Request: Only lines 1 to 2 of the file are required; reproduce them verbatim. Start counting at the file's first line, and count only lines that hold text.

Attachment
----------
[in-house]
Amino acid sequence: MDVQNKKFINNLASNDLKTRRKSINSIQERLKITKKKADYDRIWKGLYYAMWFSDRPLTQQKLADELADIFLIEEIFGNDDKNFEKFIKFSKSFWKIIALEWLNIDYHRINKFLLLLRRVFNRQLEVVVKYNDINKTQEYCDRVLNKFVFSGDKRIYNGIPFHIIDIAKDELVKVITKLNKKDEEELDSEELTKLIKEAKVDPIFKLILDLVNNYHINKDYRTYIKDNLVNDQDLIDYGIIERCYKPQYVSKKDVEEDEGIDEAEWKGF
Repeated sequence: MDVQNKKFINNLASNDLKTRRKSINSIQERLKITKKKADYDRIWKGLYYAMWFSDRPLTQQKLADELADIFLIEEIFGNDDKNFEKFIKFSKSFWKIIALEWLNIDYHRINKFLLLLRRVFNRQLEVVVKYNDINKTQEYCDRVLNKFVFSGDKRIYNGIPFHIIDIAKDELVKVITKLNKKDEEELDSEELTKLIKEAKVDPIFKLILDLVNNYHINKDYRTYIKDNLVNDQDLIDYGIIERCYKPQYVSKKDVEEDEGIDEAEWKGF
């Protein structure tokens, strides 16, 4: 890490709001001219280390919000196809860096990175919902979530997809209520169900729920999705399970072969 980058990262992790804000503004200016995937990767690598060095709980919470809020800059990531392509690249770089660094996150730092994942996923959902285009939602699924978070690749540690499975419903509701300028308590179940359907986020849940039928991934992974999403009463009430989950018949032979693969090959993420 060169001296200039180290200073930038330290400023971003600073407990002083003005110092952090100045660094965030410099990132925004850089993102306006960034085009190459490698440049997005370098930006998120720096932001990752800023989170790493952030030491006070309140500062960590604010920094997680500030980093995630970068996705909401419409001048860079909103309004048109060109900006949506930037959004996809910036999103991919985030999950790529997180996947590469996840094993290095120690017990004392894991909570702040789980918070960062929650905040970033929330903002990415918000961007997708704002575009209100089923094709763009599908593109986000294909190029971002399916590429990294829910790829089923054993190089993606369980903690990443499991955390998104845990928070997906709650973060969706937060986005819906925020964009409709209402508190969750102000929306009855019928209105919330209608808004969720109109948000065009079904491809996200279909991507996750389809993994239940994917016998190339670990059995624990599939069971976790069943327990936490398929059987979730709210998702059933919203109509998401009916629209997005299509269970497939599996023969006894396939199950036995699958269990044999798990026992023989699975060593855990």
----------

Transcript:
[in-house]
Amino acid sequence: MDVQNKKFINNLASNDLKTRRKSINSIQERLKITKKKADYDRIWKGLYYAMWFSDRPLTQQKLADELADIFLIEEIFGNDDKNFEKFIKFSKSFWKIIALEWLNIDYHRINKFLLLLRRVFNRQLEVVVKYNDINKTQEYCDRVLNKFVFSGDKRIYNGIPFHIIDIAKDELVKVITKLNKKDEEELDSEELTKLIKEAKVDPIFKLILDLVNNYHINKDYRTYIKDNLVNDQDLIDYGIIERCYKPQYVSKKDVEEDEGIDEAEWKGF